Testing Methodology Final Words & Conclusion
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  • YB1064 - Wednesday, July 21, 2021 - link

    RGB lights to make your eyes bleed. Who is the OEM? Do Silverstone make their own AIO? Reply
  • Scott_T - Wednesday, July 21, 2021 - link

    my next purchase will be a completely light proof case painted internally with ultra black to suck up all the rgb crap I didnt ask for. Reply
  • evilspoons - Wednesday, July 21, 2021 - link

    I have a Fractal Define XL R2 with opaque sides and a front door I almost always leave closed. The only light that leaks out of my case is from my 1080 with white LEDs and it works as a nice little nightlight. (I can't even remember if I left the RGB pattern on my mainboard on, I can't see it.) It's very nice that it just stays out of the way. Reply
  • Samus - Thursday, July 22, 2021 - link

    My Silverstone AIO cooler purchased a few years ago had Asetek hose clamps, so my guess is the entire thing was sourced from Asetek. It'd be a safe guess that this is still the case today, but who knows as this 280 model is a very proprietary-sized cooler and they could have done it in-house. Reply
  • Threska - Wednesday, July 21, 2021 - link

    Well one thing that comes to eye is the ease of installation. Reply
  • Oxford Guy - Wednesday, July 21, 2021 - link

    Which of the models tested have proper static pressure design fans instead of case fans? Reply
  • meacupla - Wednesday, July 21, 2021 - link

    In the article, just above the picture of the fan, it says they all use air blazer fans, which are high flow, low pressure.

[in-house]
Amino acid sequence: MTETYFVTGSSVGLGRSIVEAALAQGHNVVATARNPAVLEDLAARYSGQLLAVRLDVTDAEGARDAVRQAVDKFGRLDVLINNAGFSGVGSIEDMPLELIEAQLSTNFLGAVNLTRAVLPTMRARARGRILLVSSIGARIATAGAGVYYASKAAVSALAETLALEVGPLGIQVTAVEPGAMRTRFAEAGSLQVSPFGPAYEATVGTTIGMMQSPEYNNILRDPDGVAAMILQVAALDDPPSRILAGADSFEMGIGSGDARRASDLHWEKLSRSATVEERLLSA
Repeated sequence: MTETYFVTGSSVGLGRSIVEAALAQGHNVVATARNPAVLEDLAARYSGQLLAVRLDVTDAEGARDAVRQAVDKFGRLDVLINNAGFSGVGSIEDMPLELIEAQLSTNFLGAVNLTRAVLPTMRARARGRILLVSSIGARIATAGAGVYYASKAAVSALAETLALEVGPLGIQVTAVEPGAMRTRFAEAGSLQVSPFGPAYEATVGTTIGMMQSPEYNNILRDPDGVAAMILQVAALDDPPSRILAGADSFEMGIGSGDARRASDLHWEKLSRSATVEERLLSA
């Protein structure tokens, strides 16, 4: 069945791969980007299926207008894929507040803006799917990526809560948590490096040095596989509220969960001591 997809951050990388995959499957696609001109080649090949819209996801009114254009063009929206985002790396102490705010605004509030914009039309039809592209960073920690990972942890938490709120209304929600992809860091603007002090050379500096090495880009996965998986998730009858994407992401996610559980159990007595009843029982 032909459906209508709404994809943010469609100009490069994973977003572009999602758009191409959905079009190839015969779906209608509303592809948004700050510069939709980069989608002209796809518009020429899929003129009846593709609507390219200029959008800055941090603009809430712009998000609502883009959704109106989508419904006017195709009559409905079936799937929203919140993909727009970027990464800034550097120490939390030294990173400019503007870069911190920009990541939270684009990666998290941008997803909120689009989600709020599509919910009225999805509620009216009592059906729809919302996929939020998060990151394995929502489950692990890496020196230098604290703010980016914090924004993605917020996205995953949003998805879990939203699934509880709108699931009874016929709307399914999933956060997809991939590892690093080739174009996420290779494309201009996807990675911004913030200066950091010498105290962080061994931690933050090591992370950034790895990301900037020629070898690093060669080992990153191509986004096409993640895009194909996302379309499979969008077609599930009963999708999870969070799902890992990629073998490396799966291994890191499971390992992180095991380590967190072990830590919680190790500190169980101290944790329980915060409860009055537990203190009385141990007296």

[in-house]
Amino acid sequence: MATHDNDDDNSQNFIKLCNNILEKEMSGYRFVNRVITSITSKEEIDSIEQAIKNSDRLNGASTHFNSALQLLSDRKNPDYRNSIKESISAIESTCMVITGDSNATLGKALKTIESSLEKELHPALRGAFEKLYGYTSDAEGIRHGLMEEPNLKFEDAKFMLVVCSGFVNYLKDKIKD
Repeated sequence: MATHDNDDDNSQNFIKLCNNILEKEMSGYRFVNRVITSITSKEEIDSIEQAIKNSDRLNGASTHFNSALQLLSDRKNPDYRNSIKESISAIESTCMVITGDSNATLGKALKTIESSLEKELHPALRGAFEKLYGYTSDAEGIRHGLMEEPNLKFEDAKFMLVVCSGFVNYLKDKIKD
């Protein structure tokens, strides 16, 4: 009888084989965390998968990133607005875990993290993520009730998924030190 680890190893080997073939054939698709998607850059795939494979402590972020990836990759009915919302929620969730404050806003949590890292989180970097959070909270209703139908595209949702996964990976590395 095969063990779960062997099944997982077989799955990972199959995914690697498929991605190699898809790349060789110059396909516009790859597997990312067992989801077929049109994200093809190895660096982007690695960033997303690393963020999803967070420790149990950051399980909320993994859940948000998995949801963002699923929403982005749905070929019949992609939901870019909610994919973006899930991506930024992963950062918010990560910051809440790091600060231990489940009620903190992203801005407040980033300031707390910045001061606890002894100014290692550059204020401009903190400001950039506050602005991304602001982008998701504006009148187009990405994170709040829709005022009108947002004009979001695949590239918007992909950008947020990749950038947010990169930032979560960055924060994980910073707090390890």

Considering the thickness and fin density of the radiators, I doubt using static pressure fans would make any difference.
    Reply
  • Oxford Guy - Sunday, July 25, 2021 - link

    I remember a detailed fan testing article from here (a number of years back) that made it very clear that case (airflow) fans are optimal only for very low restriction scenarios and static-oriented designs should be used for restriction, such as radiators. I would like to see a chart that changes the perspective to ‘restrictive scenarios like radiators are fine for case fans if the fins are a certain minimum width’. Reply
  • Oxford Guy - Monday, July 26, 2021 - link

    The gaps between the fins, that is. Reply
  • citan x - Wednesday, July 21, 2021 - link

    Sometimes, I think your testing is too theoretical and not practical enough. I just happen to be looking for a new cooler for my Threadripper CPU and have been looking at reviews. When your article mentioned Threadripper, I though I might see some good analysis on how the size of the cooling block affects cooling performance. Yet, you failed to mentioned this anywhere except for a small blurb in the introduction. Does this mean the size of the contact area does not affect the cooling performance?

    I find this hard to believe cause I have seen other reviews where the coolers made for Threadripper do hold some advantage over coolers that are smaller. I am looking to get good cooling performance at a low noise level. I am trying to figure out if it is worth it to go for the few coolers that are made for Threadripper or to just get one of the top performing AIO coolers. This article however failed to address that.
    Reply